Report blurring of vision, which could indicate retinal damage; loss of hearing or ringing in the ears, which could indicate central nervous system toxicity; and fever or worsening of condition, which could indicate a drug-resistant strain or noneffective therapy. Loss of appetite is such a common result of the gastrointestinal (GI) effects of the drug that the nurse should provide anticipatory guidance to teach the patient how to maintain adequate nutrition, but the patient does not need to report this unless it becomes serious or unmanageable. Loss of sensation is not a typical adverse effect the nurse would anticipate and teach about.
22. The nurse is caring for a patient who just returned from a trip to South America and was infected by the protozoan Trypanosoma cruzi. What will the nurse assess for in this patient?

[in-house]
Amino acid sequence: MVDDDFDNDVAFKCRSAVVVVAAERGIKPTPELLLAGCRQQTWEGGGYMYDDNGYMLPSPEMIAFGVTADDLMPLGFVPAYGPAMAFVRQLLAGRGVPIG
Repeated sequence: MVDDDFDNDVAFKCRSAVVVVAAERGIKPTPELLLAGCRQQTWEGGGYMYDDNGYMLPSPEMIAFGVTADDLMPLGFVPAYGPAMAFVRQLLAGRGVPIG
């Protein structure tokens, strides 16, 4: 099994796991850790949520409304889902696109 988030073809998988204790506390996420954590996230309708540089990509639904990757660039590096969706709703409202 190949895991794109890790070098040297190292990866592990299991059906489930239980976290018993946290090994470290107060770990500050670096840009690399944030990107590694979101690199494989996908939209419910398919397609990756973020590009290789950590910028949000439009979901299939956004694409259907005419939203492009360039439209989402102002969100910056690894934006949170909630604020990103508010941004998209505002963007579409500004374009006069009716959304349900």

A) Serious lesions in the skin
B) Sleeping sickness
C) Severe cardiomyopathy
D) Yellowish green vaginal discharge
Chagas disease, which is caused by T. cruzi, is passed to humans by the common house fly. This protozoan results in a severe cardiomyopathy that accounts for numerous deaths and disabilities in certain regions. Sleeping sickness results from T. brucei gambiense; leishmaniasis produces serious lesions in the skin, and trichomoniasis produces a yellowish green discharge.
23. A patient with malaria is taking primaquine. What would indicate to the nurse caring for this patient that the patient has cinchonism?
B) Abdominal cramping
C) Tan, frothy stool
Cinchonism (nausea, vomiting, tinnitus, and vertigo) may occur with high levels of primaquine. Symptoms of cinchonism do not include diarrhea, abdominal cramping, or tan, frothy stool.
24. A patient has been prescribed an antimalarial as prophylaxis for the disease. What assessment finding would the nurse recognize as indicating the patient has a common adverse effect?
C) Tarry stool